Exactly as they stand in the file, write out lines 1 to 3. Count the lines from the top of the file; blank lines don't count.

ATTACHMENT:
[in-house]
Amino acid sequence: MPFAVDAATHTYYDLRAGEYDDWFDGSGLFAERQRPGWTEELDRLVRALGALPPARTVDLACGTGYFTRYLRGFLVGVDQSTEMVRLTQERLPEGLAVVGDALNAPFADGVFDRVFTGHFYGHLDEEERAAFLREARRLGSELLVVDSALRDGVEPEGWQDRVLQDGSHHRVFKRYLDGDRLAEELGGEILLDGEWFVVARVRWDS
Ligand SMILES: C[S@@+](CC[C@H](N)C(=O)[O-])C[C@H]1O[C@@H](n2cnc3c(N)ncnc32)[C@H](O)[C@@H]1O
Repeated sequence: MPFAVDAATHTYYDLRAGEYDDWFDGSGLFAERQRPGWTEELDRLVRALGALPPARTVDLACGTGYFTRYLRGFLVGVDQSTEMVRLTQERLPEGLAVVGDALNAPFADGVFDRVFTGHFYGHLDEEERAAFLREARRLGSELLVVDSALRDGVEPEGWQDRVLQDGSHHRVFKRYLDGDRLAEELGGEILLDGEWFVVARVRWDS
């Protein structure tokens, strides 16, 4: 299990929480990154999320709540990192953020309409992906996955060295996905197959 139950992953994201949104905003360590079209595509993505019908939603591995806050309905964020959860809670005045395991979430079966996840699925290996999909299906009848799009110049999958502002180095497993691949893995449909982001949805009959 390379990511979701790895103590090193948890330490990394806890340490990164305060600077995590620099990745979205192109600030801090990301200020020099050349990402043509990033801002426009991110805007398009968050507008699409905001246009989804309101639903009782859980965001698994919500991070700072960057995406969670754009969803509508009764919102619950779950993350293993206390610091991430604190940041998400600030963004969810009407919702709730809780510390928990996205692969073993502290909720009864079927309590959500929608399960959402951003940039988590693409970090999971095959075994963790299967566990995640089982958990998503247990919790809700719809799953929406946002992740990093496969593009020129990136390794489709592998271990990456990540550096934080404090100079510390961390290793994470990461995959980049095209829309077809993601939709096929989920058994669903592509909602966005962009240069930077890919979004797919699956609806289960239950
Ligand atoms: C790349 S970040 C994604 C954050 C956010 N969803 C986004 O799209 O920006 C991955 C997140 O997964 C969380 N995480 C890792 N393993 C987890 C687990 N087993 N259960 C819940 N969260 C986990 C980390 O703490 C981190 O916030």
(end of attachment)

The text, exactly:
[in-house]
Amino acid sequence: MPFAVDAATHTYYDLRAGEYDDWFDGSGLFAERQRPGWTEELDRLVRALGALPPARTVDLACGTGYFTRYLRGFLVGVDQSTEMVRLTQERLPEGLAVVGDALNAPFADGVFDRVFTGHFYGHLDEEERAAFLREARRLGSELLVVDSALRDGVEPEGWQDRVLQDGSHHRVFKRYLDGDRLAEELGGEILLDGEWFVVARVRWDS
Ligand SMILES: C[S@@+](CC[C@H](N)C(=O)[O-])C[C@H]1O[C@@H](n2cnc3c(N)ncnc32)[C@H](O)[C@@H]1O